I thought I was a pretty good writer when I was in college. I probably was, at least as far as making my argument was concerned. But unfortunately, I didn’t learn until after I graduated that I was guilty of a common writing error: I overused passive writing because I thought it sounded “literary.”
Boy, was I wrong! Yet I had plenty of company, and I can even point to a couple of good reasons why it happened and why writers continue to overwrite using the passive voice.
Let me explain. In the active voice, the subject performs the action; in passive writing, the subject receives the action. It’s that simple. For example:
Active voice: Candace wrote a new blog about passive writing.
Passive voice: A new blog about passive writing was written by Candace.
In passive writing, the subject might even disappear from the sentence, like this:
A new blog about passive writing was written and posted.
In most cases, you want to emphasize the subject that does the action (active voice); in the passive voice, the subject receives the action. And because passive writing is often wordier than active writing, writers should always be looking for ways to craft a cleaner, more concise sentence.
While it is preferable to use an active voice most of the time, there is a time and place for passive writing. Daily Writing Tips puts it this way: “Passive writing is common in scientific papers because it lets the writers avoid using the words I or we, to avoid saying where their ideas came from That’s why some teachers think that passive voice sounds more educated. Usually, though, it’s simply less definite . . . but in the real world, when they have something to say, even scientists don’t have the luxury of not being definite.” And in A Writer’s Reference, author Diane Hacker writes,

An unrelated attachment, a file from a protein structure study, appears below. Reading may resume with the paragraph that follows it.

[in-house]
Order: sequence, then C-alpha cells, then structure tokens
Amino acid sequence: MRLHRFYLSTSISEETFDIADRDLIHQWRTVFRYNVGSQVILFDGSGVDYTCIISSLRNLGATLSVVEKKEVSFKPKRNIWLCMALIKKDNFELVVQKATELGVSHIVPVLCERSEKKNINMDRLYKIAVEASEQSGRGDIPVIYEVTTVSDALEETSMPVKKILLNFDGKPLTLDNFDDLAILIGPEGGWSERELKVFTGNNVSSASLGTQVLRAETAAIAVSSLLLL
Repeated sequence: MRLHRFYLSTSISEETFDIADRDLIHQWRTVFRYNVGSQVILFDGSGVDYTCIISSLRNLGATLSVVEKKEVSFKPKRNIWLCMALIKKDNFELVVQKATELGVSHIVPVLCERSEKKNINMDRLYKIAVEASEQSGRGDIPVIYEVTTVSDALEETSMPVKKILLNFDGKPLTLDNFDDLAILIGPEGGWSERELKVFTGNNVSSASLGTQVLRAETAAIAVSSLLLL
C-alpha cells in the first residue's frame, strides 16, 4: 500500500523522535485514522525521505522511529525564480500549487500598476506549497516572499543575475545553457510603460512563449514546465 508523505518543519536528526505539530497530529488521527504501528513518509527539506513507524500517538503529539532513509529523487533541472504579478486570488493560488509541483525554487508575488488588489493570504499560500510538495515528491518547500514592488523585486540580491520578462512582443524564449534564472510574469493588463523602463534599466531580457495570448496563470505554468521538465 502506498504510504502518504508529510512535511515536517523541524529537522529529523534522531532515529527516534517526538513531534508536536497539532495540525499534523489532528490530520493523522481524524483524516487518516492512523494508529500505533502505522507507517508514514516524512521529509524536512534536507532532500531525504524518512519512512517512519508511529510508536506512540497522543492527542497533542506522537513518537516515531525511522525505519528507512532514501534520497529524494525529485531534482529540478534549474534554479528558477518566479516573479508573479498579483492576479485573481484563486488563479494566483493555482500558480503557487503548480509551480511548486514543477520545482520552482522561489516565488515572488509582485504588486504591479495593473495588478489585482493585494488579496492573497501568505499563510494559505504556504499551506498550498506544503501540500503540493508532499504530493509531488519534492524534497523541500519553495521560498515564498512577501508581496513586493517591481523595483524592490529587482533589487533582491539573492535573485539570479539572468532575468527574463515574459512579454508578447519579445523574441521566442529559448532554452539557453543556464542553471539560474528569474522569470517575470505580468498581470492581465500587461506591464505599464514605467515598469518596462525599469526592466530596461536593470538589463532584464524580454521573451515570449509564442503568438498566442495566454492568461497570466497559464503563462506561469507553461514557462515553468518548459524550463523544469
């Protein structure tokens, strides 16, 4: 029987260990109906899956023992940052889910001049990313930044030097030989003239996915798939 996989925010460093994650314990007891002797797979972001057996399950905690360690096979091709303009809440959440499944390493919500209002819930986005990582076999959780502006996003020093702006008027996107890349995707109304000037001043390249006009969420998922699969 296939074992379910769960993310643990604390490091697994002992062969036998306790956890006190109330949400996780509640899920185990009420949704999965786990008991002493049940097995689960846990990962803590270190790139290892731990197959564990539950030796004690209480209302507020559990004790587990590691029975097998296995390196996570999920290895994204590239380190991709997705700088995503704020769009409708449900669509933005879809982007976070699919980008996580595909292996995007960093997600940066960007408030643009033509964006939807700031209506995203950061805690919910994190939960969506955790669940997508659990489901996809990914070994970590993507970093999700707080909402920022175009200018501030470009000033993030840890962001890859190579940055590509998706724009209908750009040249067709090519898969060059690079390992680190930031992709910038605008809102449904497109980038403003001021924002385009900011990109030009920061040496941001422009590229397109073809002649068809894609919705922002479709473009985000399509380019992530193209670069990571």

“The passive voice is appropriate if you wish to emphasize the receiver of the action or to minimize the importance of the actor.”
Passive writing is tricky, though, and something you should work to avoid in most cases. Absolutewrite.com offers:
“It takes time and practice to eliminate such problems as expository dialogue and passive writing from your work. But the payoff for your hard work and diligence will be a smoother style and a heightened ability to create remarkable stories.”
That sounds like a goal worth pursuing! So don’t try to sound “literary” or “educated” by overusing the passive voice when you write. If your grammar checker flags a passive sentence, take a careful look to be sure you’ve written it that way for a good reason. If not, it’s time for a revision.
A final word: in the classic Woe Is I: The Grammarphobe’s Guide to Better English in Plain English, author Patricia T. O’Connor writes, “If you have something to say, be direct about it. As in geometry, the shortest distance between two points is a straight line.” That’s good advice for all of us, so the next time you self-edit, say it the way you mean it and work to construct your sentences so they are direct and active.
Next week: Avoiding Awkward Sentences